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Elder

DIY Dubbing Brush?

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Have read some people use dubbing wax on the wire,

other head cement to help hold the material while spinning.

Any other ideas? Thanks

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For a day or two, I was interested in dubbing brushes. (The feeling quickly passed)

During that time, I was looking at YouTube videos for making them.

 

NONE of the videos show people putting anything on the wire.

 

I DO use dubbing loops a lot on my flies. Putting the material in the thread loop, I don't use anything on there, either. Never seem to have any problems with materials falling out.

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I do know a couple people that use dubbing wax but I've not really found it necessary. I would not suggest head cement. I would think that would result in a matted brush. I've found the trick really is making sure you have a stable enough setup so the wire holds the materials well when you start spinning the wire.

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I use brushes quite a bit. Depending on the material(s) in the brush, I may or may not use wax. If I am making a more complex brush with multiple materials, I am more likely to wax the wire.

 

Mike, here's when dubbing brushes make sense (to me): doing lots of flies that require dubbing loops in a single sitting. My most productive streamer this year I tie with a body of Ice Dub, either in a brush or dubbing loop. Do I notice a difference in the durability, fishability, or appearance of loop vs brush? No. The difference is in speed. I can do a dubbing brush on my table large enough to tie several of this pattern in just a few minutes. It's really fast. Then, when I go to tie a half dozen of them, I tie in the brush, wrap and go. No creating dubbing loops, no prepping the material. I'm absolutely not a speed tyer, but I saw the difference in tying a half dozen of these in maybe half an hour vs 45 minutes, that caught my attention. The brush is very basic, very fast, very efficient.

 

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Cream,

I understand the purpose and ease of dubbing brushes. But the reasons I dropped the idea was this:

The largest fly I tie is on a size 4 hook. And I don't tie many of those.

For size 8 through 12, I figured the wire in a brush would add noticable weight.

 

Am I mistaken in these?

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I have used the turbo dubbing block for years, but now I don't commercial tie I rarely use it. Wire was slippery so I used head cement. Now a days I am back to dubbing loops and do not need anything other that the thread I use.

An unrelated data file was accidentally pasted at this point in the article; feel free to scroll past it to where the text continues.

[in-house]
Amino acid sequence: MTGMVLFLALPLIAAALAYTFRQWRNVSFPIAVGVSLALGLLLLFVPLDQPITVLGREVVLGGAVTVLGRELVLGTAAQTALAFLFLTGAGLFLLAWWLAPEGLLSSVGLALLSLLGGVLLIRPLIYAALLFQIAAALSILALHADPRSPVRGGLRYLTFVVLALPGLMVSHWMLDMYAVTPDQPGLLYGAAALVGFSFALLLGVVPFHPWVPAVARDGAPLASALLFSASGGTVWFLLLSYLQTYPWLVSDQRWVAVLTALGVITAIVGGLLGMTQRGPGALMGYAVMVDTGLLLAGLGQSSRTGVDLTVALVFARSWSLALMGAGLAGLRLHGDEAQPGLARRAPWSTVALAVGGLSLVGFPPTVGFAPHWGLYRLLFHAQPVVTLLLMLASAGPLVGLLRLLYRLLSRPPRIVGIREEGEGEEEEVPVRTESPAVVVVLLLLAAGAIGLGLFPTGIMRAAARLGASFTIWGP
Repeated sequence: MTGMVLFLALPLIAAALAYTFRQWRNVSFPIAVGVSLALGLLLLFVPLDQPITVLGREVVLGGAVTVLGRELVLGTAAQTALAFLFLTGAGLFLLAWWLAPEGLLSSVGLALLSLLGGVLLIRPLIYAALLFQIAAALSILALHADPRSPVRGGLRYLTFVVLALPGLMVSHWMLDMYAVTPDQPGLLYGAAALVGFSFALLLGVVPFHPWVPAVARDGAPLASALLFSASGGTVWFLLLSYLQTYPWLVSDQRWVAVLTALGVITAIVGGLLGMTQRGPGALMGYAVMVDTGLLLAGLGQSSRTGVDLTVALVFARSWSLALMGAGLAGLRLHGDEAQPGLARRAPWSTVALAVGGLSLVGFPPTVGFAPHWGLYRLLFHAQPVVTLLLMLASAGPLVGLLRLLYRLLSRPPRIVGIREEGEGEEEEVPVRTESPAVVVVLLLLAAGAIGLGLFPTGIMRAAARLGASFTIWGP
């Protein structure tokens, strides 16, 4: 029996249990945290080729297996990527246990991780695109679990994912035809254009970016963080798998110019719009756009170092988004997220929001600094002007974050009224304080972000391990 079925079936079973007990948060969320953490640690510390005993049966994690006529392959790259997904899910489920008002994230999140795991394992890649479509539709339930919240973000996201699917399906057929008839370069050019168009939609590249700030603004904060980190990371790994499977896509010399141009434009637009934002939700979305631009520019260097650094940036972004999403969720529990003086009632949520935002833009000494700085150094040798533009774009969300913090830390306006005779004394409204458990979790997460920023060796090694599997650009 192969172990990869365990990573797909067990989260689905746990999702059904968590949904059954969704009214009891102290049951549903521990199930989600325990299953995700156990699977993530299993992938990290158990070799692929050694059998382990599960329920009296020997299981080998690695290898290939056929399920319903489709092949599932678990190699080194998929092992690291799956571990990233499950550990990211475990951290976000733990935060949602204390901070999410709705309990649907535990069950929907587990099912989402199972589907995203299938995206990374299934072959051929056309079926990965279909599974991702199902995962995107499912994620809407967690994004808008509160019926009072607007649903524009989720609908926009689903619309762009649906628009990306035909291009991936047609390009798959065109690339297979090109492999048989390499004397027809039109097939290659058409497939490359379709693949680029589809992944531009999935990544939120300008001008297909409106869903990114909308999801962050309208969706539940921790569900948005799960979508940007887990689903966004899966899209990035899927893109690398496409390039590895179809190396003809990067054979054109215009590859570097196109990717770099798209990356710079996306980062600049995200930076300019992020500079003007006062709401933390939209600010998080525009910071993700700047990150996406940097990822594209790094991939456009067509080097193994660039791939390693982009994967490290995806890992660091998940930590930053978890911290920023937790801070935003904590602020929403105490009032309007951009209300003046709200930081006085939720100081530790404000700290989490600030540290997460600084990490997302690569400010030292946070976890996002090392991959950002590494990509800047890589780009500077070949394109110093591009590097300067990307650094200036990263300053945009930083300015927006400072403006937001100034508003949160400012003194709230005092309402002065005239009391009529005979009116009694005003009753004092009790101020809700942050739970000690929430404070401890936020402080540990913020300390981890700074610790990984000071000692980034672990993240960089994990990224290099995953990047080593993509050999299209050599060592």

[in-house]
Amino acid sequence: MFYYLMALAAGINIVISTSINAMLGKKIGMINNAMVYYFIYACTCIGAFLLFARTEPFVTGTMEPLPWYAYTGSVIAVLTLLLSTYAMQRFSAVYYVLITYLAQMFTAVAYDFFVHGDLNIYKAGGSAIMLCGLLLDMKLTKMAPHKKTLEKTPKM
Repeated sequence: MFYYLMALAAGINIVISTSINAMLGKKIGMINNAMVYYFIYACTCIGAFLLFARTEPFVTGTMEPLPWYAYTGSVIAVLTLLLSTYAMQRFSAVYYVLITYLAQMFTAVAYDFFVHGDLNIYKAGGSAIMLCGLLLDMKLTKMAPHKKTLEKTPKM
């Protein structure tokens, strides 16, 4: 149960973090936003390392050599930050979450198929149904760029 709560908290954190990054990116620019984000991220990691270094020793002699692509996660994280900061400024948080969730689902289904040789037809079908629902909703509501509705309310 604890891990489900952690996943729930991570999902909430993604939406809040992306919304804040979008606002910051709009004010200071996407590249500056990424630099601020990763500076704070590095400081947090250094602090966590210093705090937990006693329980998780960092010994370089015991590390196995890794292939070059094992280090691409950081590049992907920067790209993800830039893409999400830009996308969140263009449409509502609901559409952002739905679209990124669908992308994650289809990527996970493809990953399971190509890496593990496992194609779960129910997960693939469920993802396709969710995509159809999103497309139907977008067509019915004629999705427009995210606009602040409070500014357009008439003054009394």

ron

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Yeah, I'm with Bimini, have you tried either of those techniques yet? It might be helpful to know why you ask.

 

Personally, I use wax for particularly slippery materials in dubbing loops when tying at the vise, but not when using a dubbing block because I have better control on a flat surface. Quite useful at the vise for some materials.

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Cream,

I understand the purpose and ease of dubbing brushes. But the reasons I dropped the idea was this:

The largest fly I tie is on a size 4 hook. And I don't tie many of those.

For size 8 through 12, I figured the wire in a brush would add noticable weight.

 

Am I mistaken in these?

 

It depends on the wire. If you used a really heavy wire I could see that adding a touch of weight, but I use this stuff in the Medium size and it's extremely light: http://store.flyfishfood.com/UNI-Dubbing-Brush-Wire-p/dbw.htm

 

Brushes definitely don't "fit" with every fly pattern but, when they do, they make life a lot easier. I built my brush table for essentially under $15. Scrap wood was used that we already had in my dad's workshop at the time was primarily used, I just had to buy a set of roller blade bearings to provide the smooth spinning "hub" on the spinning end. I don't use brushes for all of my streamers, but when I do...crap that sounds like a Dos Equis commercial. Stay tying, my friends.

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I don't use anything on the wire when I make brushes. I do find that if I turn the knob slowly for several turns the materials do not move.

Have not tried many slippery materials to make brushes.

 

Rick

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